Last week at the United Nations in New York, I joined top USDA officials to celebrate World Soil Day and the U.S. launch of the International Year of Soils, or IYS. Last year, the United Nations General Assembly designated Dec. 5 as World Soil Day and declared 2015 as the IYS to “serve as a major platform for raising awareness of the importance of soils for food security and essential ecosystem service.” Representing the United States were Robert Bonnie, USDA under secretary for Natural Resources and Environment, and David Smith, deputy chief for soil science and resource assessment, with USDA’s Natural Resources Conservation Service (NRCS).
Under Secretary Bonnie was one of 10 distinguished guests making presentations on the floor of the United Nations. He emphasized the serious challenges that are facing agriculture and food security, particularly in light of the fact that in the next 40 years, farmers and ranchers will need to produce as much food as they have in the last 500 years to feed a rapidly growing population. He also said that NRCS’ work in soil conservation, soil health and soil science has been integral to the economic and environmental sustainability of agriculture.
Concurrent kickoff events were hosted in Rome, Bangkok, and Santiago. I was impressed to learn that the King of Thailand, His Majesty Bhumibol Adulyadej, was instrumental in helping declare 2015 as the International Year of Soils, along with the International Union of Soil Science (IUSS), a global union of soil scientists. The IUSS honored the King’s efforts by declaring his birthday, Dec. 5, each year as World Soil Day. His granddaughter, Her Royal Highness Princess Bajrakitiyabha Mahidol, was the special guest of honor in New York, and Norachit Sinhaseni, Ambassador and Permanent Representative of Thailand to the UN, presided over the ceremony. It was amazing to witness world leaders coming together to focus attention on soil—the natural resource which is integral to NRCS’ mission! I was beaming with pride as I thought about the invaluable contributions that NRCS has made to soil health and soil science over the nearly 80 years since our agency has been working with farmers to protect and improve soil resources.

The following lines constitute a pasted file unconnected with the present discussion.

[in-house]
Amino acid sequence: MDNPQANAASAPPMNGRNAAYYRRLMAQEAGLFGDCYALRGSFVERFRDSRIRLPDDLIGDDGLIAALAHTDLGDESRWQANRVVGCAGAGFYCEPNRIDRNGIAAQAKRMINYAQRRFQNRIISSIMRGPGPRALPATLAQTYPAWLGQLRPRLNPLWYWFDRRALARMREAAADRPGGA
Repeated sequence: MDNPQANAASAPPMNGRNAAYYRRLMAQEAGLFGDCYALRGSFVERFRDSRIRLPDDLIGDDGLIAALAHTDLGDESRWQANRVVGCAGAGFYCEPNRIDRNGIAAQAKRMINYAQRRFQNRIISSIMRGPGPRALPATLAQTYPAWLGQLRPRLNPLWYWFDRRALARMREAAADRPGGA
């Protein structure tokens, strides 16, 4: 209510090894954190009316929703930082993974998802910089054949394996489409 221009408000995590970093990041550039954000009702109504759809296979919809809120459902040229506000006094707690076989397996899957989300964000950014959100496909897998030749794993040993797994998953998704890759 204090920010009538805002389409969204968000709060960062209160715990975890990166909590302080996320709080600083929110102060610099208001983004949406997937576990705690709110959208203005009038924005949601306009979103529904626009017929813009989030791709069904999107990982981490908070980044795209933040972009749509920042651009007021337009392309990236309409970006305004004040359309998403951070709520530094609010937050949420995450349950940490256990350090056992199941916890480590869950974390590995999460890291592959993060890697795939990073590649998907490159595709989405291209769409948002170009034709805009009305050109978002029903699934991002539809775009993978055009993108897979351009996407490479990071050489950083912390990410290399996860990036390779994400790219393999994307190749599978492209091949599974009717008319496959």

My experience at the United Nations was certainly the highlight of my career. While we might not think about the soil underfoot every day, soil is essential to human survival. Soil grows the food we eat, the flowers and trees that surround us, and provides the foundation for the recreational activities that we enjoy.
I am confident that throughout 2015, the International Year of Soils will help raise awareness throughout the international community on the central role of soils in our everyday lives.
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Good to see soils getting the recognition it deserves! NRCS needs to take a stronger role in promoting the use of soils information in land use planning, sustainability planning, and climate change adaptation strategies. In addition, we need to have stronger protection for prime farmland soils when Federal dollars are used for a development project- current regulations like FPPA are weak. Look forward to hearing about more activities in the International Year of Soils!
Soils. A great resource to focus on. Suggest adding "The Soil Will Save Us" by Kristin Ohlson to your reading list. It packs quite an education on the past, present and future of soils management.